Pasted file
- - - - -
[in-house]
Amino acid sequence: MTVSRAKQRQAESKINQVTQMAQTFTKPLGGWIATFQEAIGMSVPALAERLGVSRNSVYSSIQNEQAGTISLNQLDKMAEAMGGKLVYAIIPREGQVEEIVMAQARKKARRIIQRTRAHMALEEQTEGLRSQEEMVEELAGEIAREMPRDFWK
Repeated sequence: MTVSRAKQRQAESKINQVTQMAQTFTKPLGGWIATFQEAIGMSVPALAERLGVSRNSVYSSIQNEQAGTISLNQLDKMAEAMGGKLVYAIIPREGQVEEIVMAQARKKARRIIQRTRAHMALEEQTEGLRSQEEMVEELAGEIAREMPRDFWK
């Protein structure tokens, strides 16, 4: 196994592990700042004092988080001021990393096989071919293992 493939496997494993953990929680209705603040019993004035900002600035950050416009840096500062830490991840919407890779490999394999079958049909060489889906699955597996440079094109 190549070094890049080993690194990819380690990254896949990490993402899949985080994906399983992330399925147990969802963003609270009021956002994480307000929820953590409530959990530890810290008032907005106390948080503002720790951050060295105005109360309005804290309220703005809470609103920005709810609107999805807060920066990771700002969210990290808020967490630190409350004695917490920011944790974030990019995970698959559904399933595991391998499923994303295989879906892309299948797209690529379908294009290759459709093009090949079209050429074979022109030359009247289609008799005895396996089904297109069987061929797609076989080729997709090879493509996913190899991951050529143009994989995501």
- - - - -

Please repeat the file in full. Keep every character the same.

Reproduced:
[in-house]
Amino acid sequence: MTVSRAKQRQAESKINQVTQMAQTFTKPLGGWIATFQEAIGMSVPALAERLGVSRNSVYSSIQNEQAGTISLNQLDKMAEAMGGKLVYAIIPREGQVEEIVMAQARKKARRIIQRTRAHMALEEQTEGLRSQEEMVEELAGEIAREMPRDFWK
Repeated sequence: MTVSRAKQRQAESKINQVTQMAQTFTKPLGGWIATFQEAIGMSVPALAERLGVSRNSVYSSIQNEQAGTISLNQLDKMAEAMGGKLVYAIIPREGQVEEIVMAQARKKARRIIQRTRAHMALEEQTEGLRSQEEMVEELAGEIAREMPRDFWK
């Protein structure tokens, strides 16, 4: 196994592990700042004092988080001021990393096989071919293992 493939496997494993953990929680209705603040019993004035900002600035950050416009840096500062830490991840919407890779490999394999079958049909060489889906699955597996440079094109 190549070094890049080993690194990819380690990254896949990490993402899949985080994906399983992330399925147990969802963003609270009021956002994480307000929820953590409530959990530890810290008032907005106390948080503002720790951050060295105005109360309005804290309220703005809470609103920005709810609107999805807060920066990771700002969210990290808020967490630190409350004695917490920011944790974030990019995970698959559904399933595991391998499923994303295989879906892309299948797209690529379908294009290759459709093009090949079209050429074979022109030359009247289609008799005895396996089904297109069987061929797609076989080729997709090879493509996913190899991951050529143009994989995501």